Credit card companies and banks come up with creative ways to charge fees and increase their bottom lines. The average late fee in 2008, for example, was $34, up 162 percent from $13 in 1995. Over-the-limit fees were $31, up 138 percent from $13 during the same period. The danger of any fee is that when it is applied to your balance it could put you over your limit. Here are some of the most common credit card fees and how to reduce or eliminate them:
The most obvious fee that you can reduce is the annual percentage rate (APR) that you’re paying to carry a balance. If you have a decent credit score and some credit history, give your credit card company a call to see if they can lower your rate. If not, you shouldn’t have a problem finding an offer with a lower interest rate that may even offer 0% APR for over a year.
A grace period is the time a creditor allows you to use their money before they charge you interest. Most credit cards have grace periods of less than 25 days. A longer grace period is like getting a free short-term loan – as long as you pay off the balance in full each month. If your current credit card doesn’t have a grace period or one that is less than 20 days, you should be looking for another offer. Without a grace period, the minute you buy something you pay interest.
Late Payment Fees
Credit card late fees have more than doubled in the last 10 years. They can be as high as $39 per infraction. Here are some simple ways to avoid late fees:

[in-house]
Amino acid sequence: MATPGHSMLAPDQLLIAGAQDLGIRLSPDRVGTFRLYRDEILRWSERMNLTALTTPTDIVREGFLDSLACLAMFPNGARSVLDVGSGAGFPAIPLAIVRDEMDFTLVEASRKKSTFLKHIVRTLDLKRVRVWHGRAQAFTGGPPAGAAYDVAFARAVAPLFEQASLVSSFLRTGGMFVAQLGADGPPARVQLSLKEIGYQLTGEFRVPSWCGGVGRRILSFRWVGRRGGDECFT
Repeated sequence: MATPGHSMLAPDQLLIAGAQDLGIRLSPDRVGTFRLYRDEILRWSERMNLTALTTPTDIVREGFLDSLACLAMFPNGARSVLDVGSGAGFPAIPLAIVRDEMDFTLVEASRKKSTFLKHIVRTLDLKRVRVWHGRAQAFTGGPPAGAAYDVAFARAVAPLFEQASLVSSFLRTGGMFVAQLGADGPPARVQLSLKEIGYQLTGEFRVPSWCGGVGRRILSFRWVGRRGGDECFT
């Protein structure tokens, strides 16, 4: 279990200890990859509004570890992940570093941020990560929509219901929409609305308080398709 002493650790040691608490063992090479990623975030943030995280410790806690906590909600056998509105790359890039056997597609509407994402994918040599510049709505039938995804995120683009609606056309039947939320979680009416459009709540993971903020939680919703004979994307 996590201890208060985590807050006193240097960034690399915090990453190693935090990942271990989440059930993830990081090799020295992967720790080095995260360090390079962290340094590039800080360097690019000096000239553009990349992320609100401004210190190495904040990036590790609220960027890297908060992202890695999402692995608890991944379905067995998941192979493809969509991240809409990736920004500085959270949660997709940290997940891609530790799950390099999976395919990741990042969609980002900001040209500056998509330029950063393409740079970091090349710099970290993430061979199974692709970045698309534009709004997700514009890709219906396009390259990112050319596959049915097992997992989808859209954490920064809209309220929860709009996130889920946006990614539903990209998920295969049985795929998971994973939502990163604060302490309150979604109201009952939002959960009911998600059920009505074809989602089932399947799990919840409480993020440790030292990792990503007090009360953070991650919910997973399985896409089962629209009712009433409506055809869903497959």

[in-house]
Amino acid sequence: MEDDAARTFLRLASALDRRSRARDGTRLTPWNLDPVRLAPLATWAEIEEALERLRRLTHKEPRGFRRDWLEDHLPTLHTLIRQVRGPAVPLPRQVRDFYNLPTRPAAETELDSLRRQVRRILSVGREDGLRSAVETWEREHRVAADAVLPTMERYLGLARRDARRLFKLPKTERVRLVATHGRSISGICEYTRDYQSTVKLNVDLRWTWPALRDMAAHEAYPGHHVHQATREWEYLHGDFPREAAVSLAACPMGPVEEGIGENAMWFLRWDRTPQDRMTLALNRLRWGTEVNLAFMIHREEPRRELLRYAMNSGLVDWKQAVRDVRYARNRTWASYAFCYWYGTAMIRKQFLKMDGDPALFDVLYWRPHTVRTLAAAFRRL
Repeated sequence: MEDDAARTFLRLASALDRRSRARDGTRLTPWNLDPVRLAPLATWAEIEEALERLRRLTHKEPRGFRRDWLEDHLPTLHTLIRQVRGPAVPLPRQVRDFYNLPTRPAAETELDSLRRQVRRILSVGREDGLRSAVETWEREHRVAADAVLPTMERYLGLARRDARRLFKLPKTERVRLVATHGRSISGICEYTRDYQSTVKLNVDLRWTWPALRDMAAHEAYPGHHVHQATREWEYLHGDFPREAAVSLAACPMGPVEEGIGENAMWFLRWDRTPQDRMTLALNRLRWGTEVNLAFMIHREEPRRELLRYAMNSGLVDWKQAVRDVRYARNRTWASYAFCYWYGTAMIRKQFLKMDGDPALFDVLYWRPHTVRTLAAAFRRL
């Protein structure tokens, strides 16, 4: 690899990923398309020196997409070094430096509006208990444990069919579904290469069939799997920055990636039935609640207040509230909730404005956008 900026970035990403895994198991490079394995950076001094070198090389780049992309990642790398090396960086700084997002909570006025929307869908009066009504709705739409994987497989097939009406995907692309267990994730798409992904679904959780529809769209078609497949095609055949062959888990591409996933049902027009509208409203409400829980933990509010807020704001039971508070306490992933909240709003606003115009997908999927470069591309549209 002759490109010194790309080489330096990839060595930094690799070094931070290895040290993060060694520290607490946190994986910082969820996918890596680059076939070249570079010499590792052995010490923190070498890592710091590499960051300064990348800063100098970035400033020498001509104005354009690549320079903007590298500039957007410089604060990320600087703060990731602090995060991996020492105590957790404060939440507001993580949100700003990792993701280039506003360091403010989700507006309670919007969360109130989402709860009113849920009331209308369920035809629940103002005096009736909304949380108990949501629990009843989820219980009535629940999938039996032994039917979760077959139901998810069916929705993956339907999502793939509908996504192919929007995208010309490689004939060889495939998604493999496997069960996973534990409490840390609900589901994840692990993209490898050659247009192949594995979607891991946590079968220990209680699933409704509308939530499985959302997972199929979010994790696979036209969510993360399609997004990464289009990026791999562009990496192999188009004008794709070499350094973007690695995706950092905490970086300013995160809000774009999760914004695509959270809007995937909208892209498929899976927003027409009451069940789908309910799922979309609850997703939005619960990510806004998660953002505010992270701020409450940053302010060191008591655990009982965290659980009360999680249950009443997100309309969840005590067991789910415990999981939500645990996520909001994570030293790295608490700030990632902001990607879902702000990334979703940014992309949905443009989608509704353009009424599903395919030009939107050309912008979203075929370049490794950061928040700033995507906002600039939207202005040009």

- Send in the minimum payment due on the day you receive your credit card bill. If you plan to pay more than the minimum, you can always send it in later without the threat of a late-payment fee.
- Better yet, pay your bills online and set up an automatic payment to meet the minimum on your credit card each month.
- Always use the pre-printed return envelope that is included with your monthly credit card statement. The coding on the envelope can help insure that its processed in a timely fashion.
- Never staple your check to your payment slip. The potential for a problem with the automated machine that handles your check may cause your payment to be pulled and manually processed. This delay may result in a late fee, if your payment arrives on or near its due date.
Over Limit Fees
Until recently, you could exceed your credit limit by 5% to 10% before you were charged a fee. But those days are gone and you will be charged an over limit fee by going over just a penny. Even worse, the over limit fee is charged anytime you go over and not just at the end of the billing cycle. This can result in multiple penalties in a short period of time, especially if you make purchases at several locations and don’t realize the card is maxed out. A simple way to avoid this is to closely monitor your account activity and keep a detailed ledger.
In the past, ‘universal default’ was a common practice used by lenders to penalize cardholders for missing a payment – even if the account was with someone else! Due to recent regulations, most issuers have done away with this practice, but it hasn’t been completely outlawed. Most credit cards DO NOT include universal default, but if you must apply for an offer that includes it, be especially conscious that you make ALL your payments on time.
Credit Card Cash Advances
Danger! Warning! Think long and hard when you’re considering using the ‘handy’ cash advances offered by your credit card company. Typically, the moment you accept the cash advance you’re charged a fee and begin to incur interest – no grace period here. And often you’re charged at a much higher rate than your standard credit card purchases.
Prevention is the Best Medicine
The first step to reduce or avoid high penalties and fees is to understand how they work. Take the time to read all the fine print, including the terms and conditions of your credit card application, before you apply.